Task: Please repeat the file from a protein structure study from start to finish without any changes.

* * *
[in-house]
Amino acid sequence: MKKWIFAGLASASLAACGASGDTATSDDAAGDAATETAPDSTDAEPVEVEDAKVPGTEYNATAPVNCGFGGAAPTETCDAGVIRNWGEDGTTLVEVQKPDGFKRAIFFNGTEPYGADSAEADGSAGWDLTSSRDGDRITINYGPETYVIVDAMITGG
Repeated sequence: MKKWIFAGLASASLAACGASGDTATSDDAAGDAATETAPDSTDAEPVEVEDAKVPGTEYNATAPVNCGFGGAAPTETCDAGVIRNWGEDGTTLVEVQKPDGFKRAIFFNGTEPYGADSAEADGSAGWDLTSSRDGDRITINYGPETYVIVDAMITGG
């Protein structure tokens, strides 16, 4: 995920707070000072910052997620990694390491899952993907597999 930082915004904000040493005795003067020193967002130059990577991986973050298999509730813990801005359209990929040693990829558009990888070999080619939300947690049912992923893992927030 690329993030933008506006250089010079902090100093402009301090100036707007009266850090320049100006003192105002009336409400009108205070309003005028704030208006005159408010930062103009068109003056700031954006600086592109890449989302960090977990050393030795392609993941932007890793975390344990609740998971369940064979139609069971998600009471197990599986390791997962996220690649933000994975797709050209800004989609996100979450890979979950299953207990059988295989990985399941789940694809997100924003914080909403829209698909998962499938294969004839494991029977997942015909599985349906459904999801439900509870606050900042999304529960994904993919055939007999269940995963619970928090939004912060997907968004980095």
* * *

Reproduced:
[in-house]
Amino acid sequence: MKKWIFAGLASASLAACGASGDTATSDDAAGDAATETAPDSTDAEPVEVEDAKVPGTEYNATAPVNCGFGGAAPTETCDAGVIRNWGEDGTTLVEVQKPDGFKRAIFFNGTEPYGADSAEADGSAGWDLTSSRDGDRITINYGPETYVIVDAMITGG
Repeated sequence: MKKWIFAGLASASLAACGASGDTATSDDAAGDAATETAPDSTDAEPVEVEDAKVPGTEYNATAPVNCGFGGAAPTETCDAGVIRNWGEDGTTLVEVQKPDGFKRAIFFNGTEPYGADSAEADGSAGWDLTSSRDGDRITINYGPETYVIVDAMITGG
């Protein structure tokens, strides 16, 4: 995920707070000072910052997620990694390491899952993907597999 930082915004904000040493005795003067020193967002130059990577991986973050298999509730813990801005359209990929040693990829558009990888070999080619939300947690049912992923893992927030 690329993030933008506006250089010079902090100093402009301090100036707007009266850090320049100006003192105002009336409400009108205070309003005028704030208006005159408010930062103009068109003056700031954006600086592109890449989302960090977990050393030795392609993941932007890793975390344990609740998971369940064979139609069971998600009471197990599986390791997962996220690649933000994975797709050209800004989609996100979450890979979950299953207990059988295989990985399941789940694809997100924003914080909403829209698909998962499938294969004839494991029977997942015909599985349906459904999801439900509870606050900042999304529960994904993919055939007999269940995963619970928090939004912060997907968004980095």